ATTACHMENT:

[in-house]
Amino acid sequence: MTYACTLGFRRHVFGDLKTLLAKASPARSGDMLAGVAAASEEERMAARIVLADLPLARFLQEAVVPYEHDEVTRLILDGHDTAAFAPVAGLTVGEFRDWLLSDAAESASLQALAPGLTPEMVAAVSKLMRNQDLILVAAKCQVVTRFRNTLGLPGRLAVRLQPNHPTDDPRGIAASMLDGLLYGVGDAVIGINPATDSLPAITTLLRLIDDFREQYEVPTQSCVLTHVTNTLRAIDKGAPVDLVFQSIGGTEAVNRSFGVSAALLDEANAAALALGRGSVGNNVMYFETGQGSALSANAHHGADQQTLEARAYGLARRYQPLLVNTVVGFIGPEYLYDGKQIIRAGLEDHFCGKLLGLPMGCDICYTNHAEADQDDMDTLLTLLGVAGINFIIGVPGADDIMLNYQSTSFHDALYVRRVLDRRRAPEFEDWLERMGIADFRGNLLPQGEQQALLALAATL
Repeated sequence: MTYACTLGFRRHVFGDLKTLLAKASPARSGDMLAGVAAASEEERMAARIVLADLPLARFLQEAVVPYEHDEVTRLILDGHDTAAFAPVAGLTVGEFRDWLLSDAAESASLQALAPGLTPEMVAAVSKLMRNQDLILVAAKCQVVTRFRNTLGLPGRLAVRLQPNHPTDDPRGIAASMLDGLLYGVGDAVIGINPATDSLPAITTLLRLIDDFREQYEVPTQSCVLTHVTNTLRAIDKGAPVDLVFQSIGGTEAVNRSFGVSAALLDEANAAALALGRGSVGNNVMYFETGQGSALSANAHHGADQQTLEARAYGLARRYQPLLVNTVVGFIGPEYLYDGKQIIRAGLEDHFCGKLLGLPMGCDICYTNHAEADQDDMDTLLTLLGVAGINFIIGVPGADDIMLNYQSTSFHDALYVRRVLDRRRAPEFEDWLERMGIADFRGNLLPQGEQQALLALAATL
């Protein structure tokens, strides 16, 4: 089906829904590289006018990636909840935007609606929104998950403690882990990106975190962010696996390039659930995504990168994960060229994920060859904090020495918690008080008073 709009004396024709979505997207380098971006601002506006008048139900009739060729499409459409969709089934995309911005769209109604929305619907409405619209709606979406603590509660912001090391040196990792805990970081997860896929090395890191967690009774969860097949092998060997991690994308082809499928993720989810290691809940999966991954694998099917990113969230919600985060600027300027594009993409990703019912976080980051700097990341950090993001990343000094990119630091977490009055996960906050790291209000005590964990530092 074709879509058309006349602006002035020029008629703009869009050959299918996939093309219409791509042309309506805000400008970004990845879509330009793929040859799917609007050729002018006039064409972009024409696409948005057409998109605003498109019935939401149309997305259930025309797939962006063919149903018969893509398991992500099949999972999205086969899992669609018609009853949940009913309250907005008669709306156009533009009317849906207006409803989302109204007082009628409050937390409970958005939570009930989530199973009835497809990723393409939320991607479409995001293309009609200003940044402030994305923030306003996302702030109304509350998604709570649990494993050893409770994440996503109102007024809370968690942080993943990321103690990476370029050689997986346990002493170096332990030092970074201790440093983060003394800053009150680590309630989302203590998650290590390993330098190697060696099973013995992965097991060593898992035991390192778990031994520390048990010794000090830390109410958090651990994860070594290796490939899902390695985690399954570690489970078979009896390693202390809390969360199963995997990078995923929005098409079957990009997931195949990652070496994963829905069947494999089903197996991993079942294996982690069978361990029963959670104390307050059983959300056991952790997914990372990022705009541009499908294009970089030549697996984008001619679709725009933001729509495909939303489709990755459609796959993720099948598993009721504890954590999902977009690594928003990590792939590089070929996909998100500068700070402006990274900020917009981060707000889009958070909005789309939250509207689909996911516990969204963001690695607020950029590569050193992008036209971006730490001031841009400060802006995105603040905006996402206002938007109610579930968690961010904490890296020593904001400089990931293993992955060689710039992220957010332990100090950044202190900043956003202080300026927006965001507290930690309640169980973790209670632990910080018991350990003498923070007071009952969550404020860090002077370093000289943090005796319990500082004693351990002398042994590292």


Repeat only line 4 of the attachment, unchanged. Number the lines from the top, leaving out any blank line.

């Protein structure tokens, strides 16, 4: 089906829904590289006018990636909840935007609606929104998950403690882990990106975190962010696996390039659930995504990168994960060229994920060859904090020495918690008080008073 709009004396024709979505997207380098971006601002506006008048139900009739060729499409459409969709089934995309911005769209109604929305619907409405619209709606979406603590509660912001090391040196990792805990970081997860896929090395890191967690009774969860097949092998060997991690994308082809499928993720989810290691809940999966991954694998099917990113969230919600985060600027300027594009993409990703019912976080980051700097990341950090993001990343000094990119630091977490009055996960906050790291209000005590964990530092 074709879509058309006349602006002035020029008629703009869009050959299918996939093309219409791509042309309506805000400008970004990845879509330009793929040859799917609007050729002018006039064409972009024409696409948005057409998109605003498109019935939401149309997305259930025309797939962006063919149903018969893509398991992500099949999972999205086969899992669609018609009853949940009913309250907005008669709306156009533009009317849906207006409803989302109204007082009628409050937390409970958005939570009930989530199973009835497809990723393409939320991607479409995001293309009609200003940044402030994305923030306003996302702030109304509350998604709570649990494993050893409770994440996503109102007024809370968690942080993943990321103690990476370029050689997986346990002493170096332990030092970074201790440093983060003394800053009150680590309630989302203590998650290590390993330098190697060696099973013995992965097991060593898992035991390192778990031994520390048990010794000090830390109410958090651990994860070594290796490939899902390695985690399954570690489970078979009896390693202390809390969360199963995997990078995923929005098409079957990009997931195949990652070496994963829905069947494999089903197996991993079942294996982690069978361990029963959670104390307050059983959300056991952790997914990372990022705009541009499908294009970089030549697996984008001619679709725009933001729509495909939303489709990755459609796959993720099948598993009721504890954590999902977009690594928003990590792939590089070929996909998100500068700070402006990274900020917009981060707000889009958070909005789309939250509207689909996911516990969204963001690695607020950029590569050193992008036209971006730490001031841009400060802006995105603040905006996402206002938007109610579930968690961010904490890296020593904001400089990931293993992955060689710039992220957010332990100090950044202190900043956003202080300026927006965001507290930690309640169980973790209670632990910080018991350990003498923070007071009952969550404020860090002077370093000289943090005796319990500082004693351990002398042994590292």